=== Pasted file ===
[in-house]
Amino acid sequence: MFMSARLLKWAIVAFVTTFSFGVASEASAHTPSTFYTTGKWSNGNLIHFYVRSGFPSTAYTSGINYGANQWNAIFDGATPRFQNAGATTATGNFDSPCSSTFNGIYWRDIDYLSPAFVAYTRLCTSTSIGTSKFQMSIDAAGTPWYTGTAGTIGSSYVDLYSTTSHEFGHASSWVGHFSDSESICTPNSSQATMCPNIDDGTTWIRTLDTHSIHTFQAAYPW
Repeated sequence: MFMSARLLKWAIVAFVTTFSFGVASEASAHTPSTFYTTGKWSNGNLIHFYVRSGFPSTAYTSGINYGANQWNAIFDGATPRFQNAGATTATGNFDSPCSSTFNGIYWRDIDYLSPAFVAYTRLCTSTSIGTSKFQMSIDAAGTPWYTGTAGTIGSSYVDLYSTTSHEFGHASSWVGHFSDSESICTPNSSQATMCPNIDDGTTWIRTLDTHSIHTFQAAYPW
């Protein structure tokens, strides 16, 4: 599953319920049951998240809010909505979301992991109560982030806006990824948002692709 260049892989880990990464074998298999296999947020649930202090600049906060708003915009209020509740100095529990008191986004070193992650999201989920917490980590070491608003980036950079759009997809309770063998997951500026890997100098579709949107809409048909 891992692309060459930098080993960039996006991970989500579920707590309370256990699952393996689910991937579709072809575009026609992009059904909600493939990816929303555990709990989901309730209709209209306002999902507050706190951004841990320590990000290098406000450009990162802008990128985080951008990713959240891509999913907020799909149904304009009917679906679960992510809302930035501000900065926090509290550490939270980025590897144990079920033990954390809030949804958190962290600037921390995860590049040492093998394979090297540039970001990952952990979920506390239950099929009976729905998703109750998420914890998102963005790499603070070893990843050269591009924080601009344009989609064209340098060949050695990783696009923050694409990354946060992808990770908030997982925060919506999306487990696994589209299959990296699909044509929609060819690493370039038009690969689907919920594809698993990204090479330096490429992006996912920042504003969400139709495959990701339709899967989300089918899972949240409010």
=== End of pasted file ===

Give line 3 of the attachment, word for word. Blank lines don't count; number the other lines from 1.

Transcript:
Repeated sequence: MFMSARLLKWAIVAFVTTFSFGVASEASAHTPSTFYTTGKWSNGNLIHFYVRSGFPSTAYTSGINYGANQWNAIFDGATPRFQNAGATTATGNFDSPCSSTFNGIYWRDIDYLSPAFVAYTRLCTSTSIGTSKFQMSIDAAGTPWYTGTAGTIGSSYVDLYSTTSHEFGHASSWVGHFSDSESICTPNSSQATMCPNIDDGTTWIRTLDTHSIHTFQAAYPW